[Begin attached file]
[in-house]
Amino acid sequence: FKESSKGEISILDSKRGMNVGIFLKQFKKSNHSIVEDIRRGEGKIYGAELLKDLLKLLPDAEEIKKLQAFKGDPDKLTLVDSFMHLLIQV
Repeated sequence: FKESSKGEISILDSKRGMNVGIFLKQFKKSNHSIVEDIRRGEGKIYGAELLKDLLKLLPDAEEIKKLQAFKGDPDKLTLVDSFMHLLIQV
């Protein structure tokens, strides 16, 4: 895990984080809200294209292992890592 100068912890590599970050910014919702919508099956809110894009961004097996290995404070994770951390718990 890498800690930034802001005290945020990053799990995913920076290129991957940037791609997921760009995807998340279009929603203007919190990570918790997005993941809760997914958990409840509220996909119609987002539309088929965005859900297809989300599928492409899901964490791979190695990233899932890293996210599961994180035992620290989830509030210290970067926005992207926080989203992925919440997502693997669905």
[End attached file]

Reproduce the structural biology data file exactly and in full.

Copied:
[in-house]
Amino acid sequence: FKESSKGEISILDSKRGMNVGIFLKQFKKSNHSIVEDIRRGEGKIYGAELLKDLLKLLPDAEEIKKLQAFKGDPDKLTLVDSFMHLLIQV
Repeated sequence: FKESSKGEISILDSKRGMNVGIFLKQFKKSNHSIVEDIRRGEGKIYGAELLKDLLKLLPDAEEIKKLQAFKGDPDKLTLVDSFMHLLIQV
């Protein structure tokens, strides 16, 4: 895990984080809200294209292992890592 100068912890590599970050910014919702919508099956809110894009961004097996290995404070994770951390718990 890498800690930034802001005290945020990053799990995913920076290129991957940037791609997921760009995807998340279009929603203007919190990570918790997005993941809760997914958990409840509220996909119609987002539309088929965005859900297809989300599928492409899901964490791979190695990233899932890293996210599961994180035992620290989830509030210290970067926005992207926080989203992925919440997502693997669905």